3    An Integrated Risk Analysis Model for Petroleum Crude Oil Transportation by Rail. Liu X, Rutgers, The State University of New Jersey   liuxiangready@gmail.com (137)

Abstract: North America is experiencing an unprecedented boom in the production of petroleum crude oil and natural gases from shale. Consequently, this has led to a significant growth in rail transport of flammable liquid materials. In 2013, there were nearly 400,000 rail carloads of petroleum crude oil over American rail network, a 7,000 percent increase since 2005. Meanwhile, a chain of recent severe crude oil train release incidents intensifies national attention to the safety of rail transport of petroleum crude oil and other flammable liquids, which are shipped in large blocks of tank cars or in entire trains. By contrast with hazardous materials truck accidents that usually involves a single tank trailer, a train accident may involve multiple crude oil tank cars derailing and releasing, with consequently greater potential impacts on human health, property and the environment. This paper develops a generalized, integrated risk analysis model for rail transport of petroleum crude oil and other flammable liquids. A Poisson binomial model is developed to estimate the number of tank cars releasing, accounting for infrastructure condition, train configuration, train speed, tank car design features and the placement of tank cars in the train. Besides, the consequence of a crude oil release incident is measured by the number of affected population and estimated based on a geographical information system (GIS) framework. Compared to the existing work in the field, the generalized risk analysis model accounts for all principal risk factors and the corresponding risk mitigation solutions. The risk model can be applied to any infrastructure, train, and operational scenarios. A numerical example is used to illustrate the application of model to evaluating route-specific railroad crude oil transportation risk and effectiveness of tank car design improvement on reducing the risk.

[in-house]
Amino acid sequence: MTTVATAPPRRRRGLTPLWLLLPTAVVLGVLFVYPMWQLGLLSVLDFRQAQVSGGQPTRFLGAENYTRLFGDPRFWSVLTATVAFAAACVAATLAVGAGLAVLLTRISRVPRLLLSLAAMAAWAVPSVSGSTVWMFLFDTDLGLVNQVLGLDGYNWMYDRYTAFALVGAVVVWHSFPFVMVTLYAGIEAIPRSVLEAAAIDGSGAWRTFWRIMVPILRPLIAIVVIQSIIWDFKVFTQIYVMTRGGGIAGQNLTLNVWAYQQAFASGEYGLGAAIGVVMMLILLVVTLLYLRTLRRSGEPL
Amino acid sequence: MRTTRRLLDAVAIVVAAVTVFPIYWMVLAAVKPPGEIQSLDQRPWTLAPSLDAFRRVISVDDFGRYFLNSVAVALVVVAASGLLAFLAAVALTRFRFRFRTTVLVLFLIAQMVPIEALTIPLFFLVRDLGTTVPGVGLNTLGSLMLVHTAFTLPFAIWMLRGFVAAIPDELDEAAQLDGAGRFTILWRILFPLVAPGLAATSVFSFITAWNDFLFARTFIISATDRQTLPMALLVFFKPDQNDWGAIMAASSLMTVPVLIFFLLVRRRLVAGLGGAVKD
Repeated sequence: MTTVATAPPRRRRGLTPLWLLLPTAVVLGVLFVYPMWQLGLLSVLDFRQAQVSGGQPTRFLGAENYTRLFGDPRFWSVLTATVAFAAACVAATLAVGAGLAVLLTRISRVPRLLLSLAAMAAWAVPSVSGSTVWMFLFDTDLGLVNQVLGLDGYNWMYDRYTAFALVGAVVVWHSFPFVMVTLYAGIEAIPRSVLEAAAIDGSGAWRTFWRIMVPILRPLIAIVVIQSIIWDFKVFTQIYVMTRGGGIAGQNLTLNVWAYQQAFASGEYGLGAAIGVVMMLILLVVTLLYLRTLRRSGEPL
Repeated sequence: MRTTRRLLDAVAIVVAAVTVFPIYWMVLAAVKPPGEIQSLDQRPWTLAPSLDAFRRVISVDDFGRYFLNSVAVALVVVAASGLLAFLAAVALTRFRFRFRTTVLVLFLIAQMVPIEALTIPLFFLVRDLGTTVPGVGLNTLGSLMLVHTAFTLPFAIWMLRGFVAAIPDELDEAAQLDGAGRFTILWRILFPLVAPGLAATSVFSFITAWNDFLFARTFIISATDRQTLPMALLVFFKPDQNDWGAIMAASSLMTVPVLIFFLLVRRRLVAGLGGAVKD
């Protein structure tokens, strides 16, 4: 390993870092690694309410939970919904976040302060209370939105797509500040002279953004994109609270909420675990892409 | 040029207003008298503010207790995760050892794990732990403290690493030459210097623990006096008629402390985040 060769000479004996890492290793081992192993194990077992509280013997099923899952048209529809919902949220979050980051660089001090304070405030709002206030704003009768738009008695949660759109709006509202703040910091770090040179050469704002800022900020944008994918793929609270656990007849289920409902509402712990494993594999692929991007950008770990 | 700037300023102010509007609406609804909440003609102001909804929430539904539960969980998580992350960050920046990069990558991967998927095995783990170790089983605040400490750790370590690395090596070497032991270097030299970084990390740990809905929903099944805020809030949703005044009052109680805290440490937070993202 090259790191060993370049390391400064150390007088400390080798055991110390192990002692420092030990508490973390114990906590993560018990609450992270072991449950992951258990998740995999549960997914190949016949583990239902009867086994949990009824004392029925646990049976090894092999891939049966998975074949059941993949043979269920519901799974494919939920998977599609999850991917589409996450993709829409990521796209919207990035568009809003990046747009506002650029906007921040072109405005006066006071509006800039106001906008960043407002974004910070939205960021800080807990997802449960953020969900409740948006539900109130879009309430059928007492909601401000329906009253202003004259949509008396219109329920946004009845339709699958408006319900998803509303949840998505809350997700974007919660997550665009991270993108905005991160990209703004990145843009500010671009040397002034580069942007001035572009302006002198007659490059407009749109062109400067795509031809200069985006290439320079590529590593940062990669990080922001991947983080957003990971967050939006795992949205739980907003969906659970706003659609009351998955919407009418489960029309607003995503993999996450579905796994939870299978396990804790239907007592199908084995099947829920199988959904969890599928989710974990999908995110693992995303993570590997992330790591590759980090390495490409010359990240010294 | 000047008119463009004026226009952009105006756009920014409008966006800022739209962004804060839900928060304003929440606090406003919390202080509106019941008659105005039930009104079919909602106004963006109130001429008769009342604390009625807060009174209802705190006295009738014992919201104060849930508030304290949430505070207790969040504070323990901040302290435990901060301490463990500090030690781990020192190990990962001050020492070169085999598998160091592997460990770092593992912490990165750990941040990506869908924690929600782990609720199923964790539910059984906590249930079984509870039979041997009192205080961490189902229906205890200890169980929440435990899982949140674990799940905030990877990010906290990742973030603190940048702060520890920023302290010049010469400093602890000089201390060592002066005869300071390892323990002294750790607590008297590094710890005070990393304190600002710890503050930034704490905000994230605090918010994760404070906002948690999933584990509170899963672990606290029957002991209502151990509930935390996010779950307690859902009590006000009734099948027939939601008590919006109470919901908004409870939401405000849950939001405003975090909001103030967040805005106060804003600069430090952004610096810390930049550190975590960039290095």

4    Analysis of risk perception on hydrogen fueling stations in Japan based on Preliminary survey. Ono K, RISS, AIST; Tsunemi K, RISS, AIST   kyoko.ono@aist.go.jp (166)

Abstract: Hydrogen storage facilities, such as hydrogen fueling station (H2 station), are inevitable infrastructure for the utility of fuel cell vehicles. We are interested in the public acceptance of H2 stations and how the installation of these H2 stations is perceived by the public. In our previous study, we constructed a cognitive map of Japanese people according to a preliminary online survey, in which we asked respondents on risk perception for 20 hazard items (e.g., disasters including explosions or burning H2 stations, and new technologies). We conducted another online survey (N: 2069) in order to investigate the relationship between the acceptance of H2 stations and people’s risk perceptions. The result showed that 65% of people accepted the installation of H2 stations. Men showed 10% of higher acceptance than women. We also analyzed characteristics in risk perceptions and acceptance on by categorized groups (e.g., sex, educational background, use frequency of private car or public transportation, and distance between respondent’s house and a nearest gas station). The result showed that respondents who lived farther than 1 km from a gas station tended to be less accepting of H2 stations and they had stronger “dread” and/or “unknown” feelings about H2 stations. This indicates that cognition of H2 stations might be constructed according to an analogical image of gas stations.



[back to schedule]